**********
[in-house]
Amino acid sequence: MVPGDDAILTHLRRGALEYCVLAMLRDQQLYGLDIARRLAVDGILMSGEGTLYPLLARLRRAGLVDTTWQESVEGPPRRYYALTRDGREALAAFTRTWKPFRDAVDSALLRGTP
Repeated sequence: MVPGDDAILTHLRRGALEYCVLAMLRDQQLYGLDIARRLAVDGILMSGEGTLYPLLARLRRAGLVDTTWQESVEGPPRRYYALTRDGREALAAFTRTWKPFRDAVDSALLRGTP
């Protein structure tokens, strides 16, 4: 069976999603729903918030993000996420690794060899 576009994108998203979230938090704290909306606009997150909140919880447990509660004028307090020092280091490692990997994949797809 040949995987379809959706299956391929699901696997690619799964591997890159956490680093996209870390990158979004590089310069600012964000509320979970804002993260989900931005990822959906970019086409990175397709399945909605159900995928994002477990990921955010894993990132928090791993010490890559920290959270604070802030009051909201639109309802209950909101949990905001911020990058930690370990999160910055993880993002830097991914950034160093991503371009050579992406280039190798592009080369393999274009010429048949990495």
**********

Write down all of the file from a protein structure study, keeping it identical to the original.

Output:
[in-house]
Amino acid sequence: MVPGDDAILTHLRRGALEYCVLAMLRDQQLYGLDIARRLAVDGILMSGEGTLYPLLARLRRAGLVDTTWQESVEGPPRRYYALTRDGREALAAFTRTWKPFRDAVDSALLRGTP
Repeated sequence: MVPGDDAILTHLRRGALEYCVLAMLRDQQLYGLDIARRLAVDGILMSGEGTLYPLLARLRRAGLVDTTWQESVEGPPRRYYALTRDGREALAAFTRTWKPFRDAVDSALLRGTP
């Protein structure tokens, strides 16, 4: 069976999603729903918030993000996420690794060899 576009994108998203979230938090704290909306606009997150909140919880447990509660004028307090020092280091490692990997994949797809 040949995987379809959706299956391929699901696997690619799964591997890159956490680093996209870390990158979004590089310069600012964000509320979970804002993260989900931005990822959906970019086409990175397709399945909605159900995928994002477990990921955010894993990132928090791993010490890559920290959270604070802030009051909201639109309802209950909101949990905001911020990058930690370990999160910055993880993002830097991914950034160093991503371009050579992406280039190798592009080369393999274009010429048949990495």